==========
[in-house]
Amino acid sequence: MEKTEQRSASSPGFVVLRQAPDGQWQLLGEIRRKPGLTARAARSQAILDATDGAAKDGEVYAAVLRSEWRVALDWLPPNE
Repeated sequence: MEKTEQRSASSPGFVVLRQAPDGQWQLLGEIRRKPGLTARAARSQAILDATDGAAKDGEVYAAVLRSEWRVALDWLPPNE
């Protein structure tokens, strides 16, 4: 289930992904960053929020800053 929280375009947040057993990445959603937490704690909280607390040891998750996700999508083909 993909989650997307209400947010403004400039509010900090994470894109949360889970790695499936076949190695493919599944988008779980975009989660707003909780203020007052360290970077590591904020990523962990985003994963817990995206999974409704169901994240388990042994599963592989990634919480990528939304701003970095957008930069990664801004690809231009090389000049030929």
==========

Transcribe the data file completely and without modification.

[in-house]
Amino acid sequence: MEKTEQRSASSPGFVVLRQAPDGQWQLLGEIRRKPGLTARAARSQAILDATDGAAKDGEVYAAVLRSEWRVALDWLPPNE
Repeated sequence: MEKTEQRSASSPGFVVLRQAPDGQWQLLGEIRRKPGLTARAARSQAILDATDGAAKDGEVYAAVLRSEWRVALDWLPPNE
């Protein structure tokens, strides 16, 4: 289930992904960053929020800053 929280375009947040057993990445959603937490704690909280607390040891998750996700999508083909 993909989650997307209400947010403004400039509010900090994470894109949360889970790695499936076949190695493919599944988008779980975009989660707003909780203020007052360290970077590591904020990523962990985003994963817990995206999974409704169901994240388990042994599963592989990634919480990528939304701003970095957008930069990664801004690809231009090389000049030929």